Oklahoma town Drumright celebrates 100 years since first oil rig striking



DRUMRIGHT, Okla. -- When oilman Tom Slick died in 1930, five states tried to claim him as a native son.

The nation's stock market had gone bust one year earlier, and the fortune Slick left behind created a smaller fortune in estate taxes big enough to run a state's government for years.

The five states agreed to do something he never would have approved of: split the bounty. Each got a piece of the $970,000 in estate taxes left behind from Slick's success.

But two took home the most: Oklahoma, the state where he struck oil and earned his fortune, received $414,000. And the state where he learned how to find that oil -- they say he could smell it in the sand -- received $353,000.

That was Pennsylvania.

The man who grew up as "Dry Hole Slick" would die the "King of the Wildcatters" because of his prowess in finding oil, first in this Oklahoma town and later in other fields. Along the way, his discoveries created whole towns like Drumright: commodity communities founded because of the oil beneath them and that still exist because the resource hasn't run out yet.

One of the earliest and loudest objections to the rise of the Marcellus Shale natural gas industry was to the arrival of out-of-state experts imported from Texas and Oklahoma to do Pennsylvania work. For some of that, you can thank the chain-smoking, 20th-century wildcatter with the perfect name.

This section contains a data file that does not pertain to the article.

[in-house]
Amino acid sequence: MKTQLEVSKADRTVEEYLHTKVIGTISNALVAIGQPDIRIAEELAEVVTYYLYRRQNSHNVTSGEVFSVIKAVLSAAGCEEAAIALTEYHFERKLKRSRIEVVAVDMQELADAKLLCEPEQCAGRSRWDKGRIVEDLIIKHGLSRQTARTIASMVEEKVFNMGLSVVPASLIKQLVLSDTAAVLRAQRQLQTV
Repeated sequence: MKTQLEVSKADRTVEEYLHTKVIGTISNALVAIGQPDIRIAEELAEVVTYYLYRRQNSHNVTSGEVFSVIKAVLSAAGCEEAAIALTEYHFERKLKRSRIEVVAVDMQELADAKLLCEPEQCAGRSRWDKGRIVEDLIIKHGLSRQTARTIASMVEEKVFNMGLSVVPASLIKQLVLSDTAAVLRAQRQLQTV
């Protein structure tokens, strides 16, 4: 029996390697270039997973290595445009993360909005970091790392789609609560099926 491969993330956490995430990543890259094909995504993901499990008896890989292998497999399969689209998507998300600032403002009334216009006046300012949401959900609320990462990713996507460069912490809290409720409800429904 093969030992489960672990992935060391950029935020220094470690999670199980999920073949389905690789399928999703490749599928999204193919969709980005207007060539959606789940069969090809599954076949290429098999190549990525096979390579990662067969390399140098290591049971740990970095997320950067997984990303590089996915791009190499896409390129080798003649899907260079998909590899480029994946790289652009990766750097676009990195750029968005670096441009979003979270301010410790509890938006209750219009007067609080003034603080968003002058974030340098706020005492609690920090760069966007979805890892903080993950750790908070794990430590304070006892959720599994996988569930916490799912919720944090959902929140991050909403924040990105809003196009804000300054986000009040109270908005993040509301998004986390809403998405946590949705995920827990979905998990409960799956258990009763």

The Pennsylvania native and his contemporaries helped turn Oklahoma into one of the nation's energy hotbeds. In a testament to the cyclical, boom-bust world of energy production, that state now has expertise to send back to Pennsylvania, as drillers tap the new Marcellus Shale natural gas play.

It's impossible to say if Drumright is a future version of today's shale towns, though it does offer an extreme example of what it's like to live not just above a fossil fuel but also to depend on it for a living -- from the difficulty of being a dissenting voice to the annual parade floats dictated by worldwide oil prices.

Gas drilling may be creating new boomtowns in the mold of Pennsylvania's own Oil City, but so far these new places have nothing on Drumright. Residents here read the "Drumright Gusher" newspaper (circulation: 1,600), and visitors sleep in a motel called the Boomtown Inn (capacity: 22 rooms).

Earlier this month, residents of this century-old town about 80 miles northeast of Oklahoma City gathered to celebrate the 100th anniversary of Slick's first rig striking the sweet crude that built the school, paved the roads and created the community.

On this year's "Discovery Day," like the many that came before, there was cotton candy, oil company coloring books and a horse-drawn carriage that took kids along the back roads to see that inaugural gusher.